Author: Daniel Whebell
We are all used to problems cropping up during the course of a property deal, so the ability to mitigate these as much as possible in advance can be crucial.
An increasingly regular issue seems to be that of insurance broker letters. Engaging a broker at the earliest opportunity in a deal is key. We have seen letters still being negotiated right until completion, only for the lender and insurer to remain at odds leaving the borrower to find expensive last-minute alternative cover. Borrowers and lenders alike should ensure their solicitors begin the dialogue between lender and broker at the earliest opportunity, although we would hope this to be the case in any event!
We are often instructed to act for lenders and borrowers at the stage where a transaction has already exchanged and there is a tight deadline for completion. This doesn’t leave much room to manoeuvre if any loose ends were not tied up at exchange, but we have seen deals run far too close to the wire and even collapse because of such issues. For example, a borrower may exchange using its own funds with a lender lined up to finance completion. In such cases, it can be easy not to concentrate sufficiently on the finance terms at the outset as the focus is on exchange. However, if a lender is not fully aware of the potential problems a property may present (i.e. those which may negatively impact value and ultimately a lender’s credit terms), it is not unknown for a lender’s credit team to pull the plug at the eleventh hour because the deal no longer sufficiently reflects the original terms. It is key then for a borrower to be as confident as possible in a lender’s full understanding of the underlying transaction, as this will underpin the ultimate credit sanction. Glossing over problem areas such as ambiguous access rights to a property, restrictive covenants or proper authorised use could be very costly later down the line.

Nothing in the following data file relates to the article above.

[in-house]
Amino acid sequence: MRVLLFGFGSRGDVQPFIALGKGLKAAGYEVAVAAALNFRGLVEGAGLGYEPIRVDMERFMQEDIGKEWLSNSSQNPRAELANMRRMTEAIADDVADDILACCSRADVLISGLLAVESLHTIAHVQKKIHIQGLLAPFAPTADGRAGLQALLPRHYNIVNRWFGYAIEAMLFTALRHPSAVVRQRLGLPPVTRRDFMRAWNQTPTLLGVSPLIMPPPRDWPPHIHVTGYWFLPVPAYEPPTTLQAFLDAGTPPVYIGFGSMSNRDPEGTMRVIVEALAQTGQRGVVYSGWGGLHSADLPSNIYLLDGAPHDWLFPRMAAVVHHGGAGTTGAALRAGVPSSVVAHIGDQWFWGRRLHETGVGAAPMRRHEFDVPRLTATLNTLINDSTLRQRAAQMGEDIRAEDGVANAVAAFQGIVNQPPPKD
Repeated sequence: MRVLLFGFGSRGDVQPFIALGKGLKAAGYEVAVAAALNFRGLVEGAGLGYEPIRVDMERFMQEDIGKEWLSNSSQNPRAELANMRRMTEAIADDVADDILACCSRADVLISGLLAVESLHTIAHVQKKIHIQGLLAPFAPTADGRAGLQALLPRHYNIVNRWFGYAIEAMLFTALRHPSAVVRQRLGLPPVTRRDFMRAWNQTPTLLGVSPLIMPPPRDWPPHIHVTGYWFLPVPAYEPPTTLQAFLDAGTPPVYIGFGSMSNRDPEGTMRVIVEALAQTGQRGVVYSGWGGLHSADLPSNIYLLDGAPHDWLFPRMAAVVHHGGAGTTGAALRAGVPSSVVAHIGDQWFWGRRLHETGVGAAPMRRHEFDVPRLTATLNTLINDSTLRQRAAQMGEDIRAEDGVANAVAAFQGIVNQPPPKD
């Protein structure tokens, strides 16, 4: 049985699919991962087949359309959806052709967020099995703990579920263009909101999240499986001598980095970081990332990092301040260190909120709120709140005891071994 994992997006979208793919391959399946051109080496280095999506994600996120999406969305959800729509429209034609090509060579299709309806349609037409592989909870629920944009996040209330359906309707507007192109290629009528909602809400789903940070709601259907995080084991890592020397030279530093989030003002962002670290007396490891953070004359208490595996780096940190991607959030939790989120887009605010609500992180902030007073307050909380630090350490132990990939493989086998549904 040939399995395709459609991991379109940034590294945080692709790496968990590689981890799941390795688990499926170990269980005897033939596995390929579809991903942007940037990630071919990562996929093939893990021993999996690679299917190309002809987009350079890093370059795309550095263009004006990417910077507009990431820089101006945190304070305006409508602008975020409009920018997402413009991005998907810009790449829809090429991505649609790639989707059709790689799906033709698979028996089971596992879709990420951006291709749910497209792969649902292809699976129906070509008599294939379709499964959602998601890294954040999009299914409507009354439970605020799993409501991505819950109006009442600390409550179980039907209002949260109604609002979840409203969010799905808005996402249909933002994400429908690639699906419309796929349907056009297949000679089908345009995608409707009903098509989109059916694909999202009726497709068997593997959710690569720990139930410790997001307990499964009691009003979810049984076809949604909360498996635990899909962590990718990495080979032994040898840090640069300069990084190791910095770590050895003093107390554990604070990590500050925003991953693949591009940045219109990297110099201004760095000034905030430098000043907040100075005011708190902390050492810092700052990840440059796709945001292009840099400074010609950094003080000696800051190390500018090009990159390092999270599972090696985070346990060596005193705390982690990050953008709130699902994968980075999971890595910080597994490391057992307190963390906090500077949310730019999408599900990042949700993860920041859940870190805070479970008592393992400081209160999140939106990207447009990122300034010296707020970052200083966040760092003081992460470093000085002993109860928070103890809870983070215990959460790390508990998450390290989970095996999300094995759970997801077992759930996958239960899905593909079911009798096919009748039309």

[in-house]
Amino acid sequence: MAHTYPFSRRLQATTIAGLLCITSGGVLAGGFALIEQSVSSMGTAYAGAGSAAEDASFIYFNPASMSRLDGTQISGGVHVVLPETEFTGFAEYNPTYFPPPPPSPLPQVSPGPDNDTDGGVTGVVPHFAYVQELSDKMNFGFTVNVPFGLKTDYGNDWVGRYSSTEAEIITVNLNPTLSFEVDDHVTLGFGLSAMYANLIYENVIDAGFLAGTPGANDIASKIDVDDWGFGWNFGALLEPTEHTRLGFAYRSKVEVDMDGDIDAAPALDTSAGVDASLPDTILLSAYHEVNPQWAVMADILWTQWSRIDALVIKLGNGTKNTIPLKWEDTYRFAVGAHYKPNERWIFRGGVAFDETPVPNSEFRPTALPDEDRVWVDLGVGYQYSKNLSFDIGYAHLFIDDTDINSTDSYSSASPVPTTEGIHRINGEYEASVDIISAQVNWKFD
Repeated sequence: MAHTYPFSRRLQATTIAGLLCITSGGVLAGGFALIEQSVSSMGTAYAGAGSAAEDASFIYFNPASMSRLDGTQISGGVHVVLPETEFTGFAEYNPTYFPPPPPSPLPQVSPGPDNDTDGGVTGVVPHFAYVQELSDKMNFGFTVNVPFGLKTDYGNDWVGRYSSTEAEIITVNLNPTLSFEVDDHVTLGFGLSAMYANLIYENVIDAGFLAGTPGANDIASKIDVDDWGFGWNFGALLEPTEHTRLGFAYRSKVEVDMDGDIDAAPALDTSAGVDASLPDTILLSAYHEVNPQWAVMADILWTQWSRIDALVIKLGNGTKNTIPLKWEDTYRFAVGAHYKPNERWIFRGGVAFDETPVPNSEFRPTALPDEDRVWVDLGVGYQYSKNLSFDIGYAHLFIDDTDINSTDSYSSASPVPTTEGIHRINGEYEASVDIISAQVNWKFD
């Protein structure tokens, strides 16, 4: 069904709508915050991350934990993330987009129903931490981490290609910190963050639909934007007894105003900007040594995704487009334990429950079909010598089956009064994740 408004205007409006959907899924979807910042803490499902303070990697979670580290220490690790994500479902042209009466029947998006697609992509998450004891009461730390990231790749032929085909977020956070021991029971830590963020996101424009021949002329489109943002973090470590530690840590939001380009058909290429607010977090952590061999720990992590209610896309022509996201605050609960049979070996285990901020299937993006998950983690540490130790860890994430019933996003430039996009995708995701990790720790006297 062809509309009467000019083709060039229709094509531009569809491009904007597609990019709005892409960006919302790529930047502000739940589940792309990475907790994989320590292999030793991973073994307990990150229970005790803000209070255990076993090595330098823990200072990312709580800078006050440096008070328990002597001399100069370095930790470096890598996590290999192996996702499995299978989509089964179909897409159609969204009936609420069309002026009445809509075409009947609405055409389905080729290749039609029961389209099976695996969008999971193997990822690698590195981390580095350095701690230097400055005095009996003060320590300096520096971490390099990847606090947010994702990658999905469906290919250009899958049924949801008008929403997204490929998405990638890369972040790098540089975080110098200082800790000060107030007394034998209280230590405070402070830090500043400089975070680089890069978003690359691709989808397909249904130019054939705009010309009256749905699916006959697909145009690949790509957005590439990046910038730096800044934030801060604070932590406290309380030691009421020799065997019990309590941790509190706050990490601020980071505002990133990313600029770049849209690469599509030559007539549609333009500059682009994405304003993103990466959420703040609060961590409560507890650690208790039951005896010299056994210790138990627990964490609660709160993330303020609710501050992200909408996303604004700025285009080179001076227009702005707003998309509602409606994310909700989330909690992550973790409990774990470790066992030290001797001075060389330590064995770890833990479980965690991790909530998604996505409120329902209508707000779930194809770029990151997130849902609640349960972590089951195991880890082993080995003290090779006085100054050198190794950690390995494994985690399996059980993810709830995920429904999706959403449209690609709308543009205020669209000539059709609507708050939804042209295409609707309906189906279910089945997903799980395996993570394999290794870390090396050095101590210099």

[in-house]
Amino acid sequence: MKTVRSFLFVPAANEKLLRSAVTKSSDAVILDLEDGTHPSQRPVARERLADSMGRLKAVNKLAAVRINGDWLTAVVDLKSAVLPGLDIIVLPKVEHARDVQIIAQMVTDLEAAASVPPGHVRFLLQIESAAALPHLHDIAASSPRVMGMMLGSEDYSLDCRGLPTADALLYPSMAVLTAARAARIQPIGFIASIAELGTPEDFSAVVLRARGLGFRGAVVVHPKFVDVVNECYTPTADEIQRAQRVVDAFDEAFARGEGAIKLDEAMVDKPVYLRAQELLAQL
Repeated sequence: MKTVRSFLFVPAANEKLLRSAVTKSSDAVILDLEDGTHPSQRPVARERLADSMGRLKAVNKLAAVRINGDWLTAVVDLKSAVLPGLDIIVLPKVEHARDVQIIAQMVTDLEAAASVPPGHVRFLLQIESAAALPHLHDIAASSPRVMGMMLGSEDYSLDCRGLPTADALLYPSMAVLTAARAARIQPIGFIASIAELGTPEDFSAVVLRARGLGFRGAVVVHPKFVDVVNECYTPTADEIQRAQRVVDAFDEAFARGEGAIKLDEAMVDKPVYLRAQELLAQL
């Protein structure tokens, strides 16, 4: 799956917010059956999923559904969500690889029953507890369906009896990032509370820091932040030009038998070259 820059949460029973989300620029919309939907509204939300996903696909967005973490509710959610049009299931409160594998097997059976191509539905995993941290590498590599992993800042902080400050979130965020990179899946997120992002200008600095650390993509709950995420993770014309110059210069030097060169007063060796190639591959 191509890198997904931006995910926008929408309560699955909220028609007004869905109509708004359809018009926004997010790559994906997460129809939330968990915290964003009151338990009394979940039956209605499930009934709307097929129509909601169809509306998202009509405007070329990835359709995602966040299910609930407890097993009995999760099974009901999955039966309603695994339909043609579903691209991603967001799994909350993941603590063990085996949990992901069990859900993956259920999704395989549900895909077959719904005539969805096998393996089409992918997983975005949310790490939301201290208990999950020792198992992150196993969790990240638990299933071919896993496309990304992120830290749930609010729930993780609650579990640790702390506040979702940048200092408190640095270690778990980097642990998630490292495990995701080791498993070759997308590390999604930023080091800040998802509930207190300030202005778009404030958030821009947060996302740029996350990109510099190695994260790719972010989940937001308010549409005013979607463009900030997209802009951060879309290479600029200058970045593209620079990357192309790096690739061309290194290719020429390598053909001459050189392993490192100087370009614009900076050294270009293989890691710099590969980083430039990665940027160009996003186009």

Touching on the above, it is important to remember that a lender is always looking at a property finance transaction from the angle of whether or not they would have adequate security if ever faced with enforcement. In development finance, any related planning permission is of course critical. Too often we see differences in understanding between a borrower, valuer and lender as to the exact extent of planning consents. As solicitors, we should always pick up on such discrepancies at the earliest opportunity, but even if this is the case, this is often at a very advanced stage in a transaction where a key change to the understanding of a planning consent or correct use class of an intended development could cause a significant adjustment to value.
Lenders should be just as alert as borrowers to clearly understanding the extent of a proposed development and exactly how that tallies with the associated consents. If a lender or borrower has any doubts over such issues, there is no harm in seeking a second opinion from their legal adviser, even in the early stages. This is especially true as we have seen even very recently that not all planning problems are insurable or capable of gaining the comfort of a lender or their credit committee – problems which can prove fatal to a deal.
As with most things, it is always crucial to try to foresee as many of the potential issues in a deal as far as possible in advance. This applies no matter what role you have in a transaction, so we will always be happy to discuss any concerns.
Daniel Whebell, Associate, Fladgate LLP (firstname.lastname@example.org)